At the risk of stating the obvious, if you got the best price possible on the car itself and the interest rate is acceptable, then the monthly payment will be fine. 

Or it won’t.  But it will be the best you can get.  You should know your acceptable car price and interest rate – based on your income, and your credit rating and the local cost of money – before walking onto the dealer lot.

Please also see upcoming post Car Buying II – Thinking About Your Car’s Price

[1] I could go on with the less desirable traits earned by car brands: Are you Peugeot Undependable?  Jaguar Pretentious? Fiat Promiscuous?  Dodge Plastic?  KIA impoverished?  Mitsubishi Sub-Prime?

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8 Replies to “On Car Buying, Part I – Not Getting Fleeced”

  1. Hey, nice article!
    Just a remark: here in Brazil, the country with the most expensive cars in the world, the adjectives “impoverished” and “cost-conscious” cannot be applied to Kia and Hyundai.

    These brands, as stupid it might be, are considered “deluxe” here.
    A 2013 Elantra costs, approximately converting from our currency to dollars, 45 thousand dollars. That’s more than twice the average price in the US.

    So, even with our government reducing the taxes over new cars, it’s still a good idea to buy an used one, payin in cash, rather than spending four or five years paying for a loan.

    1. Roberto – that’s a good and fair point, my ‘brand’ descriptions apply more to the relative cost of cars in the US.
      For what its worth, I bought a Hyundai Elantra and am very happy with the price and quality. Its plenty ‘Deluxe’ for me.
      Of course, it was $16K in 2009, not $45K, I guess due to lower taxes and import costs here.

      1. So, Banker, that’s exactly what I intended to say. The point is, with the price you paid for a 2009 Hyundai Elantra in the US, I could only buy a car like the Fiat Palio in Brazil, for example, without the “optional items” (that any car should have, but that’s another story), like ABS, air bags, air conditioning.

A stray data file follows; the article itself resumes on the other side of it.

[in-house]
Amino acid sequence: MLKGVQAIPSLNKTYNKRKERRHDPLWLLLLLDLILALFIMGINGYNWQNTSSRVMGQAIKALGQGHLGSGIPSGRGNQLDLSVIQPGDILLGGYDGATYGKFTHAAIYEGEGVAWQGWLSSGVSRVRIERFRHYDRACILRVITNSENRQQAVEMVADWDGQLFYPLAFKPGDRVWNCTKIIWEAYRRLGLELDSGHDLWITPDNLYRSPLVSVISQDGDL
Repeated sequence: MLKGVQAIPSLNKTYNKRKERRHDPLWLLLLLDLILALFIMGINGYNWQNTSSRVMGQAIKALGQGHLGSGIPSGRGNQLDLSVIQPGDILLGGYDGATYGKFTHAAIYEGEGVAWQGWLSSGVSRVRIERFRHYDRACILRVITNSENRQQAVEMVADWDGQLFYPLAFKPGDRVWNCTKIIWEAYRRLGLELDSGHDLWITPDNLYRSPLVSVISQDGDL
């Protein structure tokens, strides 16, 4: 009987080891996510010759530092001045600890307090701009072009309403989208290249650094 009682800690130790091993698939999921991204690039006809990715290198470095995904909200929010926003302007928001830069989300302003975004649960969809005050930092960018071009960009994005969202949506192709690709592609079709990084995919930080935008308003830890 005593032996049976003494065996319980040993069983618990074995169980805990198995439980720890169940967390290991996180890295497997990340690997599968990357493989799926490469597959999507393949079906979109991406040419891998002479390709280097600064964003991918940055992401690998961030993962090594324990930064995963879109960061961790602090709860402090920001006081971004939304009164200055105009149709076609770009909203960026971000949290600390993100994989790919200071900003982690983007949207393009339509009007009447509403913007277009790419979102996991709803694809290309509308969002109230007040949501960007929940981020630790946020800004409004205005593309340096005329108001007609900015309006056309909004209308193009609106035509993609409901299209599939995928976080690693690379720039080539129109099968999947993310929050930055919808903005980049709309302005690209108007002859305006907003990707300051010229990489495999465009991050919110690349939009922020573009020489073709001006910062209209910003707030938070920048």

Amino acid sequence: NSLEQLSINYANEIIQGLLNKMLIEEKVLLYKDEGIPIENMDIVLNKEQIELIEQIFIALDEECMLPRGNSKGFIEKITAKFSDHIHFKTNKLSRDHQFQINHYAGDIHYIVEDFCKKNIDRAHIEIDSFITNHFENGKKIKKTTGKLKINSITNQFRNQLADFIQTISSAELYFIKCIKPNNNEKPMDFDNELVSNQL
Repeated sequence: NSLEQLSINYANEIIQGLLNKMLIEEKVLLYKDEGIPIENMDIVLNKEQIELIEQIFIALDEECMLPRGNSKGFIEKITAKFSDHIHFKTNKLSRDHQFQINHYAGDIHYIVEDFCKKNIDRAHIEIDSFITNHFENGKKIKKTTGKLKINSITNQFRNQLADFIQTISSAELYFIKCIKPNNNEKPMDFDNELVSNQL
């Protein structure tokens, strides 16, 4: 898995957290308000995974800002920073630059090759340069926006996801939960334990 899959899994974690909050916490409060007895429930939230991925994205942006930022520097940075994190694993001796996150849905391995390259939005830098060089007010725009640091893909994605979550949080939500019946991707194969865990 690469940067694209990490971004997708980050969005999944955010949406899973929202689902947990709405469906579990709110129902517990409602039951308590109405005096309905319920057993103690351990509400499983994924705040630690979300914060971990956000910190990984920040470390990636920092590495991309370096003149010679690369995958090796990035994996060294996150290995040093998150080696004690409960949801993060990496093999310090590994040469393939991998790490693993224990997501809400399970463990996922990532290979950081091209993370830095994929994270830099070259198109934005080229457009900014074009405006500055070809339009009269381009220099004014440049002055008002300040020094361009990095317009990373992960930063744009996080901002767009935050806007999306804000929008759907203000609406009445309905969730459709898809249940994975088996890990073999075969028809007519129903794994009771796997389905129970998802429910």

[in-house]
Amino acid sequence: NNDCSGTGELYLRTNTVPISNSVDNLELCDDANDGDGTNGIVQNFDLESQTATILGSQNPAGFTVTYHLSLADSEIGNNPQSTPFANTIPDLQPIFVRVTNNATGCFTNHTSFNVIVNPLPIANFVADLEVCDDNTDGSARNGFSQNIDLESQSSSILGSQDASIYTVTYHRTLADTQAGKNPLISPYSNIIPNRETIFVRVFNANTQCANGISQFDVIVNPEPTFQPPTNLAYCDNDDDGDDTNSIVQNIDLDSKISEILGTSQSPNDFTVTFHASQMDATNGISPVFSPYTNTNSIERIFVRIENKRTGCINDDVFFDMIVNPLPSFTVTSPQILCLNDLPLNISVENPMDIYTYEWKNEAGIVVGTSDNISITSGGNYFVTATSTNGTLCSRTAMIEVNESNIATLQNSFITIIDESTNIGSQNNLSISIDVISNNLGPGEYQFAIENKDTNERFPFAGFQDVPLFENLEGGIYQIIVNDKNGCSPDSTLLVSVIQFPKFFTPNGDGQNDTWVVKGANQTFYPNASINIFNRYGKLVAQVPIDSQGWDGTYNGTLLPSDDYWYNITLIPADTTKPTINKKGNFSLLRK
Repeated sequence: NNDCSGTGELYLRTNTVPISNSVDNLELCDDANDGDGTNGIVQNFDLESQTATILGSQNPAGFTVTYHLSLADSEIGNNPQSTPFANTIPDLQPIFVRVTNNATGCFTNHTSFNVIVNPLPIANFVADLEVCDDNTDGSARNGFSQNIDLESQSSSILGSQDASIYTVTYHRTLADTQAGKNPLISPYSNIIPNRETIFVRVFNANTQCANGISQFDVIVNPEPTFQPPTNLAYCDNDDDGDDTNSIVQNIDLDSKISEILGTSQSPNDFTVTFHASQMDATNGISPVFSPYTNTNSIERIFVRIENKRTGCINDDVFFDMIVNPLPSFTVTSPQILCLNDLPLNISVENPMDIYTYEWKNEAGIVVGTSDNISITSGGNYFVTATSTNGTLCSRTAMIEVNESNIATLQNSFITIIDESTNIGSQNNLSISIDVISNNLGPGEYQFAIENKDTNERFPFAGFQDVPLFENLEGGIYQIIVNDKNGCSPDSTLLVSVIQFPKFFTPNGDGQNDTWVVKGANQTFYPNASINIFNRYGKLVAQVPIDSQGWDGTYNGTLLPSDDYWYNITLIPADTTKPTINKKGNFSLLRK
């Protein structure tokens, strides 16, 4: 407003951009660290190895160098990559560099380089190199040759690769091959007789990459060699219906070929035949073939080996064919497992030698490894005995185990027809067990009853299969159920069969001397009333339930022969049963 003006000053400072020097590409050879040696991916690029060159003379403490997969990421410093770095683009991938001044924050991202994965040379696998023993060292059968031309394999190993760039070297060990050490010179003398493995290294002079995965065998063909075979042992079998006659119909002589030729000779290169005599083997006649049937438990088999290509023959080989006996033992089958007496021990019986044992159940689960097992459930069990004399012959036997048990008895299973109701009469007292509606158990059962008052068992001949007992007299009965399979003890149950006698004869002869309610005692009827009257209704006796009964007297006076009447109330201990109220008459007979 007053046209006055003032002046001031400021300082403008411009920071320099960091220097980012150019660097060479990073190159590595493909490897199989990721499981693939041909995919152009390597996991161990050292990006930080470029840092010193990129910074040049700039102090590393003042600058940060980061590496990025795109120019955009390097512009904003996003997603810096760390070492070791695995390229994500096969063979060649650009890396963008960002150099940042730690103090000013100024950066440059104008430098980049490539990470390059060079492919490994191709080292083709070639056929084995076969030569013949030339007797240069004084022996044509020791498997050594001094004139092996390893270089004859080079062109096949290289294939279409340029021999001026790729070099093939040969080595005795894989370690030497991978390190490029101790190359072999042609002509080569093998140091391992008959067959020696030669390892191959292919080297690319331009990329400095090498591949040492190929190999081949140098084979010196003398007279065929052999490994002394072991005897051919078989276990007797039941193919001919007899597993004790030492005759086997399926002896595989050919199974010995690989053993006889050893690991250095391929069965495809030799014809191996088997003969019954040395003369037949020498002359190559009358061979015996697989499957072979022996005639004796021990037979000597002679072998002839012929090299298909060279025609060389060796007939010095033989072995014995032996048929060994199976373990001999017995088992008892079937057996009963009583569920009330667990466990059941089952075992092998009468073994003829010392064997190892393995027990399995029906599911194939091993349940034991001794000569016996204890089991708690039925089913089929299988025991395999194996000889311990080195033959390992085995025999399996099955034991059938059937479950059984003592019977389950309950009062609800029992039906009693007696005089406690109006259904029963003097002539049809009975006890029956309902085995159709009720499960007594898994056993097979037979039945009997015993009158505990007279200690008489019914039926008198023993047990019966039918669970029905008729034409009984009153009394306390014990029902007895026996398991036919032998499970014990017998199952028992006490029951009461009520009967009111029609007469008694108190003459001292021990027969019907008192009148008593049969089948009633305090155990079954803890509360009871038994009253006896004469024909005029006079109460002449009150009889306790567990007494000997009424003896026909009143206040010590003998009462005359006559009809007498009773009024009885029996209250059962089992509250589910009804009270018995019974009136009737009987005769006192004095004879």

For R$ 14,500, (the rough equivalent to $7,500) I bought a 2001 Fiat Siena, without air bags and ABS, two years ago. Not quite a deal, not even “deluxe”, but still takes me where I want to.

        1. That’s crappy that Brazil has such high extra costs. Is it to protect the local car manufacturers? I seem to remember historically there was a big car industry in Sao Paolo, right?

          1. Yes, here in Brazil we have Ford and Volkswagen factories in São Bernardo-SP (search Google for Autolatina), General Motors in São José dos Campos-SP, FIAT in Betim-MG. Those are the most traditional brands here, the vast majority of small cars on the streets are from those brands.

            Not too long ago (I can’t remember the exact dates, sorry) Nissan, Hyundai and Honda (which already produced motorcycles here) installed factories here too.

            The problem is that we don’t have high standards of quality. That, associated to the government, who protects the automotive industry. Not even tax reduction is enough to lower the prices of new cars here, the manufacturers keep the price almost unchanged to increase profit.

          2. Oh, and I forgot to mention the french automakers, Citroen, Renault and Peugeot. They are already installed here, but I can’t remember when that happened.

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I founded Bankers Anonymous because, as a recovering banker, I believe that the gap between the financial world as I know it and the public discourse about finance is more than just a problem for a family trying to balance their checkbook, or politicians trying to score points over next year’s budget – it is a weakness of our civil society. For reals. It’s also really fun for me.